David E. Womble

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Dense linear systems of equations are quite common in science and engineering, arising in boundary element methods, least squares problems and other settings. Massively parallel computers will be necessary to solve the large systems required by scientists and engineers, and scalable parallel algorithms for the linear algebra applications must be devised for(More)
Although high performance computers tend to be measured by their processor and communication speeds, the bottleneck for many large-scale applications is the I/O performance rather than the computational or communication performance. One such application is the processing of three-dimensional seismic data. Seismic data sets, consisting of recorded pressure(More)
This paper describes three applications of the boundary element method and their implementations on the Intel Paragon supercomputer. Each of these applications sustains over 99 Gflops/s based on wall-clock time for the <i>entire</i> application and an actual count of flops executed; one application sustains over 140 Gflops/s! Each application accepts the(More)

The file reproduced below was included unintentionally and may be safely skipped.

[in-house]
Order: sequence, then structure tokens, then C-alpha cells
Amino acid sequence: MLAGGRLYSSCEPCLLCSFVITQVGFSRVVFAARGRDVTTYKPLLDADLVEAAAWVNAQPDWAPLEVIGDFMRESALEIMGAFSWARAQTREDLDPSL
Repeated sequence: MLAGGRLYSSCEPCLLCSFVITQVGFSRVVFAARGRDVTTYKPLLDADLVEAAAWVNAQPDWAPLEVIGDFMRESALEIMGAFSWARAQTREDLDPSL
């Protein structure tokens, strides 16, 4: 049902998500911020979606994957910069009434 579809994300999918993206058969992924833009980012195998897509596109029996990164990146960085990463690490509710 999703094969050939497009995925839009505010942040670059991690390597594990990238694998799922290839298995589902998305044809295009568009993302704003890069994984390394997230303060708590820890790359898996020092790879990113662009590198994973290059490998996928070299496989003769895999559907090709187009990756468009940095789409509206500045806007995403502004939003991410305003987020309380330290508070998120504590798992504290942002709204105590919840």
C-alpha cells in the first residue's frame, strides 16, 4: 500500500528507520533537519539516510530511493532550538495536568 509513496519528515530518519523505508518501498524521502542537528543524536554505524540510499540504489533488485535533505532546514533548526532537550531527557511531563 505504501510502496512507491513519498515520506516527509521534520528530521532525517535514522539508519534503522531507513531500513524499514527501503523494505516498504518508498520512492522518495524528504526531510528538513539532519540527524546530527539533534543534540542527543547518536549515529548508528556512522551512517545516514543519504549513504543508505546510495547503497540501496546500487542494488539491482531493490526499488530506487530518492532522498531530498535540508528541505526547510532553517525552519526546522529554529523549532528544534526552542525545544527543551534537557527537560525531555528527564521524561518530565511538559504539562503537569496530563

Parallel computers are becoming more powerful and more complex in response to the demand for computing power by scientists and engineers. Inevitably, new and more complex I/O systems will be developed for these systems. In particular we believe that the I/O system must provide the programmer with the ability to explicitly manage storage (despite the trend(More)
The computing power available to scientists and engineers has increased dramatically in the past decade, due in part to progress in making massively parallel computing practical and available. The expectation for these machines has been great. The reality is that progress has been slower than expected. Nevertheless, massively parallel computing is beginning(More)